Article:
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posted by martyb on Friday May 24 2019, @11:34AM   Printer-friendly [Skip to comment(s)]
from the One-man-takes-on-US-Government;-who-will-prevail? dept.

Assange Indicted Under Espionage Act, Raising First Amendment Issues

Julian Assange, the WikiLeaks leader, has been indicted on 17 new counts of violating the Espionage Act for his role in publishing classified military and diplomatic documents in 2010, the Justice Department announced on Thursday — a novel case that raises profound First Amendment issues.

The new charges were part of a superseding indictment obtained by the Trump administration that significantly expanded the legal case against Mr. Assange, who is already fighting extradition proceedings in London based on an earlier hacking-related count brought by federal prosecutors in Northern Virginia.

[...] On its face, the Espionage Act could also be used to prosecute reporters who publish government secrets. But many legal scholars believe that prosecuting people for acts related to receiving and publishing information would violate the First Amendment.

That notion has never been tested in court, however, because until now the government has never brought such charges. The closest it came was indicting two lobbyists for a pro-Israel group in 2005 who received classified information about American policy toward Iran and passed it on. But that case fell apart after several skeptical pretrial rulings by a judge, and the charges were dropped.

Though he is not a conventional journalist, much of what Mr. Assange does at WikiLeaks is difficult to distinguish in a legally meaningful way from what traditional news organizations like The New York Times do: seek and publish information that officials want to be secret, including classified national security matters, and take steps to protect the confidentiality of sources.

Related Stories

Inadvertent Court Filing Suggests that the U.S. DoJ is Preparing to Indict Julian Assange 94 comments

Inadvertent Court Filing Suggests that the U.S. DoJ is Preparing to Indict Julian Assange

Prosecutors Have Prepared Indictment of Julian Assange, a Filing Reveals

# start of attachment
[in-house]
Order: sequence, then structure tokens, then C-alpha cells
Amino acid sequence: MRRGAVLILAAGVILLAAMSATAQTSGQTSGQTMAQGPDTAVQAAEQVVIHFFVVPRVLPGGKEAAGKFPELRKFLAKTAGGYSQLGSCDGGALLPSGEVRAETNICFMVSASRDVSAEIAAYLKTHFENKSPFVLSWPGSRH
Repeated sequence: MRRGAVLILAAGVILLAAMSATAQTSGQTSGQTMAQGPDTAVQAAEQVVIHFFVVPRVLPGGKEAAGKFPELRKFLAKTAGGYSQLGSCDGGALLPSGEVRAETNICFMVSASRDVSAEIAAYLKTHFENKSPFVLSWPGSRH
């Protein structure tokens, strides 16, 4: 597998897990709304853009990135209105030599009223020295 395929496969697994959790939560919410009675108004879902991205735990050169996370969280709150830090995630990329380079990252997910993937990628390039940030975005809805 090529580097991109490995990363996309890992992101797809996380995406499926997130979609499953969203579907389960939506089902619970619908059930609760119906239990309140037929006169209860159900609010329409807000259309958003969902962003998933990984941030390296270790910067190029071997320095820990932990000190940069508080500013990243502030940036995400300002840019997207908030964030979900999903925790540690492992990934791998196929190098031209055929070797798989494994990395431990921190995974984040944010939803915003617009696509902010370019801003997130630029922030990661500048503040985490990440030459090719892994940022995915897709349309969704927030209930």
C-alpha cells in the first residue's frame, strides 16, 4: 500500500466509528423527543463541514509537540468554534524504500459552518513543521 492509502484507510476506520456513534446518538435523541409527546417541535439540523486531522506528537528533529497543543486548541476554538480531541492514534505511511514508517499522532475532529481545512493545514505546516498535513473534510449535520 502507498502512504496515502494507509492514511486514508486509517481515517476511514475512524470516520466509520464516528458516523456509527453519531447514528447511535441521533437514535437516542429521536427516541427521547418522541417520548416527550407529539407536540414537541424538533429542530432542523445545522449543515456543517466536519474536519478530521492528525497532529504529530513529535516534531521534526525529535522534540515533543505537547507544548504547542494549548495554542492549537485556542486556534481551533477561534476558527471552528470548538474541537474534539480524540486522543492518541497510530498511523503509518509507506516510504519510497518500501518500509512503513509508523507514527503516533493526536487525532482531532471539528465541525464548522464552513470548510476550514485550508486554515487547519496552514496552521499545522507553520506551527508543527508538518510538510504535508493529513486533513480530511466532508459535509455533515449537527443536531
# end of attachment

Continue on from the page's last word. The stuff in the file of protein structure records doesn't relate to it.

The Justice Department has prepared an indictment against the WikiLeaks founder, Julian Assange, marking a drastic escalation of the government's yearslong battle with him and his anti-secrecy group. It was not clear if prosecutors have filed charges against Mr. Assange. The indictment came to light late Thursday through an unrelated court filing in which prosecutors inadvertently mentioned charges against him. "The court filing was made in error," said Joshua Stueve, a spokesman for the United States attorney's office for the Eastern District of Virginia. "That was not the intended name for this filing."

[...] Seamus Hughes, a terrorism expert at George Washington University who closely tracks court cases, uncovered the filing and posted it on Twitter.

A Justice Department spokesman declined to say on Thursday what led to the inadvertent disclosure. It was made in a recently unsealed filing in an apparently unrelated sex-crimes case charging a man named Seitu Sulayman Kokayi with coercing and enticing an underage person to engage in unlawful sexual activity. Mr. Kokayi was charged in early August, and on Aug. 22, prosecutors filed a three-page document laying out boilerplate arguments for why his case at that time needed to remain sealed.

While the filing started out referencing Mr. Kokayi, federal prosecutors abruptly switched on its second page to discussing the fact that someone named "Assange" had been secretly indicted, and went on to make clear that this person was the subject of significant publicity, lived abroad and would need to be extradited — suggesting that prosecutors had inadvertently pasted text from a similar court filing into the wrong document and then filed it.

"Another procedure short of sealing will not adequately protect the needs of law enforcement at this time because, due to the sophistication of the defendant and the publicity surrounding the case, no other procedure is likely to keep confidential the fact that Assange has been charged," prosecutors wrote. They added, "The complaint, supporting affidavit, and arrest warrant, as well as this motion and the proposed order, would need to remain sealed until Assange is arrested in connection with the charges in the criminal complaint and can therefore no longer evade or avoid arrest and extradition in this matter."

U.S. Ramping Up Probe Against Julian Assange, WikiLeaks Says 20 comments

U.S. ramping up probe against Julian Assange, WikiLeaks says